The possible questions are infinite and an incredible opportunity to learn how you make yourself unhappy and block yourself from seeing your spouse.
In fact, you can even choose to see EVERYTHING your spouse says and does as an invitation to examine your own reactivity. In this way, your spouse becomes your infinite ally.
Gary Zukav, author of Spiritual Partnership, describes this type of relationship as a spiritual partnership. He explains, “Spiritual partners are interested in one another more than the common objectives. The goal they share is spiritual growth, and each knows that he or she must reach it himself or herself … Spiritual partners journey into their deepest fears — their experiences of powerlessness — with the intention to heal completely.“
In this type of dynamic, we learn to see our spouse as our ally.
We stop assuming that they are the cause of our discomfort, take responsibility for what we are thinking, and become open to our own growth. When we open to our own growth, we also become more open to the growth of our spouses.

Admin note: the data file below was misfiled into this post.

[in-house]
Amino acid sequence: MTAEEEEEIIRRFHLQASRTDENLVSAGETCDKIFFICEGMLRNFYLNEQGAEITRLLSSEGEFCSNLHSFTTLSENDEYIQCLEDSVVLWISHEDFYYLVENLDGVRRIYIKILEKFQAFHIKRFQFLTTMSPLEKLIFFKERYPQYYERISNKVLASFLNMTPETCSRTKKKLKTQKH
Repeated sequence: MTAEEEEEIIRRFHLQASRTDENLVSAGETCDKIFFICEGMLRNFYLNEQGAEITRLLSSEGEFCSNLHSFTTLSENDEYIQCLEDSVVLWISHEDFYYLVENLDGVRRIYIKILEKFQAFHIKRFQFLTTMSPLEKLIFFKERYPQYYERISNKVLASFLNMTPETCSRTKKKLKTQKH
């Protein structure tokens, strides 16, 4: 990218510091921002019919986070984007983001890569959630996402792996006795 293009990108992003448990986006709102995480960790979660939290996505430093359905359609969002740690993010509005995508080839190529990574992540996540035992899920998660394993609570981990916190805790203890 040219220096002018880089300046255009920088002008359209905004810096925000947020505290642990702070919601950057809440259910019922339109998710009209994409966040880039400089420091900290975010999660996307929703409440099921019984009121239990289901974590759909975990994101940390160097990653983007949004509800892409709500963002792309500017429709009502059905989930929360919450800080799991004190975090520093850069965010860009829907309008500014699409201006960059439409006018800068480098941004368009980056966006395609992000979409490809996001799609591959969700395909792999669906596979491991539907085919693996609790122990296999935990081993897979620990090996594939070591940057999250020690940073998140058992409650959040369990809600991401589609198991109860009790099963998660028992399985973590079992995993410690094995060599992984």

We stop trying to control them in order for us to feel better, thereby allowing them to do their own work on their thoughts and whatever pain they are creating for themselves.
What an exciting and connection-building experience, to join as allies in the journey to becoming the fullest expression of ourselves! When we stop holding our spouse hostage as our hero, we strengthen our relationship, so that empowerment and freedom can abound for us both.
By practicing conscious listening with your spouse, you two can become stronger spiritual partners — growing yourselves and improving your relationship, in the process.
This post was originally posted on YourTango.com